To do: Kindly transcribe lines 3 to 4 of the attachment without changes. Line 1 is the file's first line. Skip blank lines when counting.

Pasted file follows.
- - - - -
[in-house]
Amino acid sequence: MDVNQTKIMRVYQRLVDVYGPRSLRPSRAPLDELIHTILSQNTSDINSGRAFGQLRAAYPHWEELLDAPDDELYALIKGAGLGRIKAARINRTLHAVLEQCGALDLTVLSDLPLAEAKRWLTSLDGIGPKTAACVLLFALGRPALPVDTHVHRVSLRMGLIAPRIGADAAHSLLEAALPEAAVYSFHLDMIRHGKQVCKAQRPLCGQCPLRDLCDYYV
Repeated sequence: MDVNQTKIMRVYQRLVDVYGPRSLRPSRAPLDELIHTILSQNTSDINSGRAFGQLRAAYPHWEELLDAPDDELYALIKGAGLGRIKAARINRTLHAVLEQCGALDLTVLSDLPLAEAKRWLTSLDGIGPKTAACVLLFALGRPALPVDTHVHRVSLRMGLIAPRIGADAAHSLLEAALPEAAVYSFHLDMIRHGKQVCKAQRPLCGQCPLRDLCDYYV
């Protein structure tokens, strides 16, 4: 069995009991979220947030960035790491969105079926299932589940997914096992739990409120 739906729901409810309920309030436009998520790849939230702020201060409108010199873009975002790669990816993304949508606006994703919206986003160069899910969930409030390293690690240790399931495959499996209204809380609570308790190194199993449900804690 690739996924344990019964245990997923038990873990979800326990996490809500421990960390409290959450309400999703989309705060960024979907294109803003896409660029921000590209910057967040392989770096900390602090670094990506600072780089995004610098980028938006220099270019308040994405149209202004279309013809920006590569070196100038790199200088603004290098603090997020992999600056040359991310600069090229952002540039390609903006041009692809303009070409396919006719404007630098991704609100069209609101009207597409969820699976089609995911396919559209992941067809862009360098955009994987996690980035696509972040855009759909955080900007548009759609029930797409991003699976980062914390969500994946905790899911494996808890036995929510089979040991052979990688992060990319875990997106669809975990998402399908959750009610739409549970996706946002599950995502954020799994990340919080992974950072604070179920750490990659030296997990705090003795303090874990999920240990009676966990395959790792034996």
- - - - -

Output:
Repeated sequence: MDVNQTKIMRVYQRLVDVYGPRSLRPSRAPLDELIHTILSQNTSDINSGRAFGQLRAAYPHWEELLDAPDDELYALIKGAGLGRIKAARINRTLHAVLEQCGALDLTVLSDLPLAEAKRWLTSLDGIGPKTAACVLLFALGRPALPVDTHVHRVSLRMGLIAPRIGADAAHSLLEAALPEAAVYSFHLDMIRHGKQVCKAQRPLCGQCPLRDLCDYYV
């Protein structure tokens, strides 16, 4: 069995009991979220947030960035790491969105079926299932589940997914096992739990409120 739906729901409810309920309030436009998520790849939230702020201060409108010199873009975002790669990816993304949508606006994703919206986003160069899910969930409030390293690690240790399931495959499996209204809380609570308790190194199993449900804690 690739996924344990019964245990997923038990873990979800326990996490809500421990960390409290959450309400999703989309705060960024979907294109803003896409660029921000590209910057967040392989770096900390602090670094990506600072780089995004610098980028938006220099270019308040994405149209202004279309013809920006590569070196100038790199200088603004290098603090997020992999600056040359991310600069090229952002540039390609903006041009692809303009070409396919006719404007630098991704609100069209609101009207597409969820699976089609995911396919559209992941067809862009360098955009994987996690980035696509972040855009759909955080900007548009759609029930797409991003699976980062914390969500994946905790899911494996808890036995929510089979040991052979990688992060990319875990997106669809975990998402399908959750009610739409549970996706946002599950995502954020799994990340919080992974950072604070179920750490990659030296997990705090003795303090874990999920240990009676966990395959790792034996």